The JBL Tune 125 TWS aren't suitable for wireless gaming due to their high audio latency when connected to Bluetooth-enabled PCs and incompatibility with PS4 and Xbox One consoles.
The JBL Tune 125 TWS are Bluetooth-only headphones and aren't compatible with any wired connections.
The JBL Tune 125TWS are a fair choice for making phone calls. Their integrated microphone makes your voice sound clear and natural, but also a little thin. They're also decently effective when it comes to filtering out background noise, but their mic can struggle to isolate speech from loud background noise.
The JBL Tune 125 TWS are simple-looking truly wireless headphones. They have a low-profile design that doesn't protrude too far from your ears and a conservative monochrome-color plastic casing, accented with the matte finish of their multifunction buttons. That said, you can configure their charging case with a variety of eye-catching color schemes and patterns when you order them directly from JBL's website, but at an added cost.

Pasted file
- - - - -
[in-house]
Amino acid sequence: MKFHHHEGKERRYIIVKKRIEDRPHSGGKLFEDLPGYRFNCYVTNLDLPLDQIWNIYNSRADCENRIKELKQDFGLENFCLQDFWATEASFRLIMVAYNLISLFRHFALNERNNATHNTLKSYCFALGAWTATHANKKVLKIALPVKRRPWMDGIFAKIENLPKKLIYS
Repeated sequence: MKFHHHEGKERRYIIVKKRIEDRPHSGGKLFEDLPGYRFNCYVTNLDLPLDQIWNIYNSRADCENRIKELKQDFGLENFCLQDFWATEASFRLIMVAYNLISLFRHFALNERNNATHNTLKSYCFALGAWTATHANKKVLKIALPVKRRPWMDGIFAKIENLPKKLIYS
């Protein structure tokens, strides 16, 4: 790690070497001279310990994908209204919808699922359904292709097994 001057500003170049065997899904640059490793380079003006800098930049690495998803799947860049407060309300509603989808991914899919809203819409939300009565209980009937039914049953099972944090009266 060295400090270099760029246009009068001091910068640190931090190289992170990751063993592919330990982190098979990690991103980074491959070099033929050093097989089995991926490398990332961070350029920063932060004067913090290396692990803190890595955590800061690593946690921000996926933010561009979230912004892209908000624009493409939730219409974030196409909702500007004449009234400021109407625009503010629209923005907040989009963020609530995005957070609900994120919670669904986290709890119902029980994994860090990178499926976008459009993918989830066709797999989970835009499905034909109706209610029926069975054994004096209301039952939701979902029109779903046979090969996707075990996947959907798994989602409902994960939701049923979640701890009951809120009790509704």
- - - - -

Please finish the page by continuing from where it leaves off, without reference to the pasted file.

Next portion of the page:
The JBL Tune 125 TWS are decently comfortable. They're lightweight and don't protrude from your ears, but their deep in-ear fit may not suit everyone. Worse still, using their multifunction button could force the buds deeper into your ears.
The JBL Tune 125 TWS have an easy to use but somewhat limited control scheme. You can use the left bud to control music playback, with a single tap skipping forward and a double-tap to go to the previous track. Tapping the right bud once pauses and plays media or answers and ends calls, while a tap followed by a long press mutes and unmutes your mic. A double-tap of this button also turns on your phone's voice assistant. They can be used in mono mode, but you lose the use of playback controls. Unfortunately, you can't adjust media volume via the onboard controls, and the buds don't provide any sort of audio feedback when making an input.